NEW YORK (1/24/11)--If the thought of preparing your own taxes makes your head spin, you’re in good company. The National Taxpayer Advocate office, within the Internal Revenue Service (IRS), reports that 60% of taxpayers pay someone else to prepare their returns (WalletPop.com
Jan. 14). Enlisting the services of a tax preparer can be convenient, but research before deciding which one to trust with your taxes. WalletPop.com
offers these suggestions for finding a reliable, qualified tax preparer:
* Go online. Do a search for tax preparers in your area. Check each one’s website for information about the preparer’s qualifications. Also look for signs that the preparer stays informed about the latest tax issues, perhaps by writing a tax blog or contributing to media stories about taxes. * Look for complaints. Check with licensing agencies or professional organizations to find out if complaints have been filed against a preparer. If a preparer has a number of complaints on record, you may want to steer clear. * Ask about compliance. The IRS requires all paid tax preparers to have a Preparer Tax Identification Number (PTIN). Some states also require additional licensing. Ask potential tax preparers if they meet these requirements. * Consider the cost. You probably can expect to pay between $200 and $500 for a federal return. But fees can vary depending on your location and the complexity of your return. If a preparer’s fees differ greatly from others in the area, don’t be afraid to ask why. * Expect good service. Does the preparer return your phone calls, answer your questions, and advise you about which documents you should bring to your appointment? If not, look for someone you feel more comfortable working with. * Check availability. Find out when the preparer’s office is open and how you can get in touch during the off-season, in case there’s a problem with your return. * Get recommendations. Ask family or friends if they can refer you to a preparer. But don’t settle for a name alone--ask additional questions about what the preparer does or doesn’t do well.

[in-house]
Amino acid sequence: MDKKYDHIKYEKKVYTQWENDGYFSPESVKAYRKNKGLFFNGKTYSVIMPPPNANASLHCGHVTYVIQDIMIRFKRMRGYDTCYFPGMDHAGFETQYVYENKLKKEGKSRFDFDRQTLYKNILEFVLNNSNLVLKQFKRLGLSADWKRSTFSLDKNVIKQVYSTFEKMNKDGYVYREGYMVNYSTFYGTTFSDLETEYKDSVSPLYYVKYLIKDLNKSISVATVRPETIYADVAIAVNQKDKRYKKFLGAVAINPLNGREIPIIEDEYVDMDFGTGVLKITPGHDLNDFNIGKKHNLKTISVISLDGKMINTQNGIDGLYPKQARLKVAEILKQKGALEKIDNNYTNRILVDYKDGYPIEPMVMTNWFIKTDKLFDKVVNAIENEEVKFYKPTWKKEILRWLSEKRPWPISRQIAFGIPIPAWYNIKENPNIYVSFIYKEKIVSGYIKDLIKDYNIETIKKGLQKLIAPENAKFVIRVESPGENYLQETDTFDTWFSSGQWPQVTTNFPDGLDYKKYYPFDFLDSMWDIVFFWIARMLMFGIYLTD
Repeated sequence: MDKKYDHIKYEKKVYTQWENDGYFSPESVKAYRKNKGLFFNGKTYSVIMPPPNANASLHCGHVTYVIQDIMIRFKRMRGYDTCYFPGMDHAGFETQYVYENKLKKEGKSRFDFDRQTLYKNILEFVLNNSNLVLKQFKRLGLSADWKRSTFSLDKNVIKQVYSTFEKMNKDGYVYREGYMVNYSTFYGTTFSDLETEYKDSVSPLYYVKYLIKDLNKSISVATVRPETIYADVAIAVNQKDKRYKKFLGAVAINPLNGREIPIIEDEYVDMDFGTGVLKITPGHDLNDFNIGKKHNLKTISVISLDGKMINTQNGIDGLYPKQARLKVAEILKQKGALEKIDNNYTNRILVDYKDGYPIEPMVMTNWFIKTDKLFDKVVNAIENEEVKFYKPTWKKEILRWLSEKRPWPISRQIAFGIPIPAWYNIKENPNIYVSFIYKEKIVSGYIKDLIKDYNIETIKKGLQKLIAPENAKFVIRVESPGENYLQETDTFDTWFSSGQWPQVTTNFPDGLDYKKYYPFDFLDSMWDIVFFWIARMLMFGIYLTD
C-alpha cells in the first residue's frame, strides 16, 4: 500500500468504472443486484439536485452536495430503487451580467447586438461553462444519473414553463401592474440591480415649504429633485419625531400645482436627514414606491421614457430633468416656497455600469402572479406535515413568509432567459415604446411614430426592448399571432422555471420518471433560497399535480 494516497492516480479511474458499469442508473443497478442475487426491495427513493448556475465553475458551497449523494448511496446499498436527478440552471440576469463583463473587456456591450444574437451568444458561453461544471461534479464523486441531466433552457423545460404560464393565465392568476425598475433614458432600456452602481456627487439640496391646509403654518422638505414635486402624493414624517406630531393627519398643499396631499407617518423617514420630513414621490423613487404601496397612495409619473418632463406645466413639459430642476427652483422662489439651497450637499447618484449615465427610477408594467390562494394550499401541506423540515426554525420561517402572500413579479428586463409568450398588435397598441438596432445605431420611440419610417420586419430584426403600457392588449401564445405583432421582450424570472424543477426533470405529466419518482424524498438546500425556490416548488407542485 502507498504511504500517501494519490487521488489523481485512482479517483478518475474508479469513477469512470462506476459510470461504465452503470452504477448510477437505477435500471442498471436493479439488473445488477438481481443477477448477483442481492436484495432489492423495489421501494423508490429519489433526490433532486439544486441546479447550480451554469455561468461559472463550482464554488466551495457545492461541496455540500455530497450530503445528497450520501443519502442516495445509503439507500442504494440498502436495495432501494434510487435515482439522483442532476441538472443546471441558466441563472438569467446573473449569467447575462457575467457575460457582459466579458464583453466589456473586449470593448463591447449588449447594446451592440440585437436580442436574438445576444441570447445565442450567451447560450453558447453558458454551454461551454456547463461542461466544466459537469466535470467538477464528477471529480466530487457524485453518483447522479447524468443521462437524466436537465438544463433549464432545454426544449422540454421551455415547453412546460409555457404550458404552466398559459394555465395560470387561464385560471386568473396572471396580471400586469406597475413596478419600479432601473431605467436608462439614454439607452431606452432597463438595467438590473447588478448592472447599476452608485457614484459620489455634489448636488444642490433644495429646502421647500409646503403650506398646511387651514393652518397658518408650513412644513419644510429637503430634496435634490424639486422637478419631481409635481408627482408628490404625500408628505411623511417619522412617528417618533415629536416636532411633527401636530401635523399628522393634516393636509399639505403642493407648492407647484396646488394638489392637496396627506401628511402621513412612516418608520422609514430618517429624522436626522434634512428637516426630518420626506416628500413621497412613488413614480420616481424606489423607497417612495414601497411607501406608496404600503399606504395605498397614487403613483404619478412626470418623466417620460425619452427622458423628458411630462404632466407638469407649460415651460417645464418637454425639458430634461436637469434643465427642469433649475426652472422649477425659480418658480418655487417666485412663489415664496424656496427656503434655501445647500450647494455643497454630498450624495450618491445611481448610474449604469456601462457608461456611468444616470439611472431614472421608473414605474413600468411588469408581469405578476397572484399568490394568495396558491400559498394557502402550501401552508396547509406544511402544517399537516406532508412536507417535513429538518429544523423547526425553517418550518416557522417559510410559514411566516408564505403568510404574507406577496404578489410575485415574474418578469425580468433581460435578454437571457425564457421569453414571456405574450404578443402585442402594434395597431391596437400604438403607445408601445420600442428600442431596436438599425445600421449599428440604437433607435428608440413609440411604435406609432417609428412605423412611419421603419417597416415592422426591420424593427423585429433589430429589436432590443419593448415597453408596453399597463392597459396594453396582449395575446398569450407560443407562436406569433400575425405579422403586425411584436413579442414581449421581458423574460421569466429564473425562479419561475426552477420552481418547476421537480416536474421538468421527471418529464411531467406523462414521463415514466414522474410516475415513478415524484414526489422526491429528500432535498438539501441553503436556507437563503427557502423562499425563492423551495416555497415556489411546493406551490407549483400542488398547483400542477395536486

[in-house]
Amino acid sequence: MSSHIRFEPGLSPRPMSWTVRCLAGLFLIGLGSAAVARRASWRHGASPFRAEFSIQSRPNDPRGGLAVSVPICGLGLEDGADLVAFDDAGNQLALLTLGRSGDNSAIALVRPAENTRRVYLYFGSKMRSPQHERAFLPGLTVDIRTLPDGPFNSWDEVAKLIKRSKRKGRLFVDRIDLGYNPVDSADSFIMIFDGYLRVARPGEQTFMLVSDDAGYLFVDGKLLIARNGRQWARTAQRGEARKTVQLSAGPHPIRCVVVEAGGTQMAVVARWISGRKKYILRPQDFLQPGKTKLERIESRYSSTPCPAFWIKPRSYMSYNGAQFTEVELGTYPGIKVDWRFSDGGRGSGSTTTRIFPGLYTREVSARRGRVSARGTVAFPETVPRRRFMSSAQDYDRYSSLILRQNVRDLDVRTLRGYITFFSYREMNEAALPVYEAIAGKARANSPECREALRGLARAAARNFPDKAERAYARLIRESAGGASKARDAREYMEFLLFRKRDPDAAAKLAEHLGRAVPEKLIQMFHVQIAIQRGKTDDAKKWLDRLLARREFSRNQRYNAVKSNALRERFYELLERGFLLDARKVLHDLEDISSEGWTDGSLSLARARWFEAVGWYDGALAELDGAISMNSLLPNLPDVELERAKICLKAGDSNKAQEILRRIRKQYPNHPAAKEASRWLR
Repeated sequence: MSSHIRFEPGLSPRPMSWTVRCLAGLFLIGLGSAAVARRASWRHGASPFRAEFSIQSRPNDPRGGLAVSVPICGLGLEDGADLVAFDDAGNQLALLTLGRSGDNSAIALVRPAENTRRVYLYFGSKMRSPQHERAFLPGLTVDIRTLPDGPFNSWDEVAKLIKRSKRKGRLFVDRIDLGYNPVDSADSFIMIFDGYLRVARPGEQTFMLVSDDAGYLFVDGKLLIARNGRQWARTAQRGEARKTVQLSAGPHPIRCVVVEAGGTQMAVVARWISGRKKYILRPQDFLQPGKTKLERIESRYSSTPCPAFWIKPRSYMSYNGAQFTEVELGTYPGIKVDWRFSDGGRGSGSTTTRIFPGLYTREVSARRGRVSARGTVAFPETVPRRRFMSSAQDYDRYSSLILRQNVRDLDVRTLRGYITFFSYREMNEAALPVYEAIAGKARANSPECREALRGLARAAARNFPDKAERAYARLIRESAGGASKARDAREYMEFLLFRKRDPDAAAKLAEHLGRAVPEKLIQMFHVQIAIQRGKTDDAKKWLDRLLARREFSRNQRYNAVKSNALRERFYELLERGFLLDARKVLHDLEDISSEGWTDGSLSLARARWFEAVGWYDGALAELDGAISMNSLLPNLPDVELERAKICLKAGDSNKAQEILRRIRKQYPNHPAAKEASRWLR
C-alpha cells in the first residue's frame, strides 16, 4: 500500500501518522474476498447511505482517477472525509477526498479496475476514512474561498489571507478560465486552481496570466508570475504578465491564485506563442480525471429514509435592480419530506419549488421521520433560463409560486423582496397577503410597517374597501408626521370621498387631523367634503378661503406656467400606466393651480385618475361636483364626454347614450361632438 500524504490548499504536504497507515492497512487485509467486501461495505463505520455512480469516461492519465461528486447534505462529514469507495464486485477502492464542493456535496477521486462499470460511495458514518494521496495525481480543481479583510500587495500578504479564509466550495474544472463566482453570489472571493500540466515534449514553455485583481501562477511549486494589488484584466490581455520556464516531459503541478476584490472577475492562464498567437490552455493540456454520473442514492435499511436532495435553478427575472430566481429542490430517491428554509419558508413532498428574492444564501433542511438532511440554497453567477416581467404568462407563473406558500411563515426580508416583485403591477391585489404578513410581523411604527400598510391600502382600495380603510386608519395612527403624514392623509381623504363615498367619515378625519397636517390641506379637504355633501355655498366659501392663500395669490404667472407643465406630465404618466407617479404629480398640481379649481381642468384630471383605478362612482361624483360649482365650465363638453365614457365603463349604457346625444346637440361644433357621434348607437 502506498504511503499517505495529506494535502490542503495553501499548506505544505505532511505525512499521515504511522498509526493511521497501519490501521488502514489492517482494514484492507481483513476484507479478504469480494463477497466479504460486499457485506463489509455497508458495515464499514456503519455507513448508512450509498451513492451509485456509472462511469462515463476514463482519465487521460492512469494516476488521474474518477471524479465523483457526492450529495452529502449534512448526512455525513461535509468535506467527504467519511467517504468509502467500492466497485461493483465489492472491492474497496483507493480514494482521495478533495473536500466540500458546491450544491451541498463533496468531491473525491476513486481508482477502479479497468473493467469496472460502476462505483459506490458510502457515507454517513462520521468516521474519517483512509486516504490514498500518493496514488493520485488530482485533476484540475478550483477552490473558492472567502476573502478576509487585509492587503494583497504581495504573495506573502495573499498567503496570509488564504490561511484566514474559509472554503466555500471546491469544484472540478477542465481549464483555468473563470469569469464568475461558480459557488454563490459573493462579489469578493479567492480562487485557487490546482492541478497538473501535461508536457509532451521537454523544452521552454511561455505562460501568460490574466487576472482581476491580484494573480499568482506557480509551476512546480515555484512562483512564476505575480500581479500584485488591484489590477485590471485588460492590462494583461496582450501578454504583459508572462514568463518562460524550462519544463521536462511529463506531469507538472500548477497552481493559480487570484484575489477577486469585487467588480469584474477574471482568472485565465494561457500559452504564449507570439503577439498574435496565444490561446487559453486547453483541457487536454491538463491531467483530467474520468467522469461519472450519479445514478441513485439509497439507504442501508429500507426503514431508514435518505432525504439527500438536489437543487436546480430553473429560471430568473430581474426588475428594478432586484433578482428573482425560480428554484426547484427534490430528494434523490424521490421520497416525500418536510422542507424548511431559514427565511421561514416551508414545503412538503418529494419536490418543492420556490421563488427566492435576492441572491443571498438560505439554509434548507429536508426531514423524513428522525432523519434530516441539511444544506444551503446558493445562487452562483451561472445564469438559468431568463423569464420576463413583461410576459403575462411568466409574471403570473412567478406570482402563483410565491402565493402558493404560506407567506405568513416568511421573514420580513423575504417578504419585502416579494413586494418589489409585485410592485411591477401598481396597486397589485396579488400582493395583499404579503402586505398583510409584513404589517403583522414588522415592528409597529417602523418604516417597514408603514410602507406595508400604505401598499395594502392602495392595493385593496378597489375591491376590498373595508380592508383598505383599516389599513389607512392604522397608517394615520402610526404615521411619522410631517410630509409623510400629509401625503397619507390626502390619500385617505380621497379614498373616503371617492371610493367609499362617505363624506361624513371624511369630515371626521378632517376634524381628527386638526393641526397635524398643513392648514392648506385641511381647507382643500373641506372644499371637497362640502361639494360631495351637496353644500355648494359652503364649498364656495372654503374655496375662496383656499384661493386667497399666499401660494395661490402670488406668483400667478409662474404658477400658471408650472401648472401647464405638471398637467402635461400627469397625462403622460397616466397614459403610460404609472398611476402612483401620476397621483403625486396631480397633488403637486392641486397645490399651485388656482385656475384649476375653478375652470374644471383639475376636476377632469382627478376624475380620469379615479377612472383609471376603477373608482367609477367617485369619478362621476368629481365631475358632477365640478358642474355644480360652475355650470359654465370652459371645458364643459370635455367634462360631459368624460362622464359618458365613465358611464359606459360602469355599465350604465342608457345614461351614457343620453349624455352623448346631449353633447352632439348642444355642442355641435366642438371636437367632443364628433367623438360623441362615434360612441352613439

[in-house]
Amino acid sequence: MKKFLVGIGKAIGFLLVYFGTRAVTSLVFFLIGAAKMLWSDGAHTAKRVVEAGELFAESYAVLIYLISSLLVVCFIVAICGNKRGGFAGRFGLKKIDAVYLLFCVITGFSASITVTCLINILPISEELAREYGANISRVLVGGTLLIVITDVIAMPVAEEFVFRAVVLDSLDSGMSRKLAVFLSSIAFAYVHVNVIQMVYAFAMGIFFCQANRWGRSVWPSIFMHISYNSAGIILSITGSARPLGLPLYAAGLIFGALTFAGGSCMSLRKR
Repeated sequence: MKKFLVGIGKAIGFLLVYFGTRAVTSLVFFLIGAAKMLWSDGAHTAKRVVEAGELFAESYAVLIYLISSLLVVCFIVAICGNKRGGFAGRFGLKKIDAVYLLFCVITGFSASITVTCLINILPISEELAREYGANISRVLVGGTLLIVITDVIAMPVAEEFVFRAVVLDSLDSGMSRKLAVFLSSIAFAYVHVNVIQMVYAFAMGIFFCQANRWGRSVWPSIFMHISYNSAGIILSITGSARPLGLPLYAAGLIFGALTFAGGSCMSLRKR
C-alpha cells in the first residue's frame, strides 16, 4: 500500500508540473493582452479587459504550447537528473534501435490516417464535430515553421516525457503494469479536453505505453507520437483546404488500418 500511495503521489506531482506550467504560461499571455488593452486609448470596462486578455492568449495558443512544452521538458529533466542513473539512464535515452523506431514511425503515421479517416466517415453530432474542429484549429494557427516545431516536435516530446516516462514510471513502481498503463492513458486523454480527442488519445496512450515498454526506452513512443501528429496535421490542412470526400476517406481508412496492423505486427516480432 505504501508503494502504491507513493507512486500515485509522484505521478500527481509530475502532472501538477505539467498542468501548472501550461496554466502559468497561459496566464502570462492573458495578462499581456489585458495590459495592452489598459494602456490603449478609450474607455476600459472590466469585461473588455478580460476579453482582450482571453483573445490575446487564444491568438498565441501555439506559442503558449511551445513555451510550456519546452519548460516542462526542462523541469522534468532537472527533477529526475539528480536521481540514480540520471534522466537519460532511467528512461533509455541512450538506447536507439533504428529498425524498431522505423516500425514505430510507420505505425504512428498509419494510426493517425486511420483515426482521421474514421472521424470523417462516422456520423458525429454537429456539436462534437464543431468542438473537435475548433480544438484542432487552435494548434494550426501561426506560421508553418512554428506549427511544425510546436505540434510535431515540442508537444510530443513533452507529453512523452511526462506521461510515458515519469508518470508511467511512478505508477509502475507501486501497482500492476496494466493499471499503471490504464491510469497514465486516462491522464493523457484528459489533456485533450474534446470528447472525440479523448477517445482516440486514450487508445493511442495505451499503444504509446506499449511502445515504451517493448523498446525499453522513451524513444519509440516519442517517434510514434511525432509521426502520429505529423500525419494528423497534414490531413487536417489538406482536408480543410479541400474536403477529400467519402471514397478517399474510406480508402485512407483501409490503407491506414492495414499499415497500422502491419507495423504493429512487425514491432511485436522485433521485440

To learn more, read “Online Tool Makes Tracking Deductions a Snap” and watch the “Getting Tax Records Organized” video in the Home & Family Finance Resource Center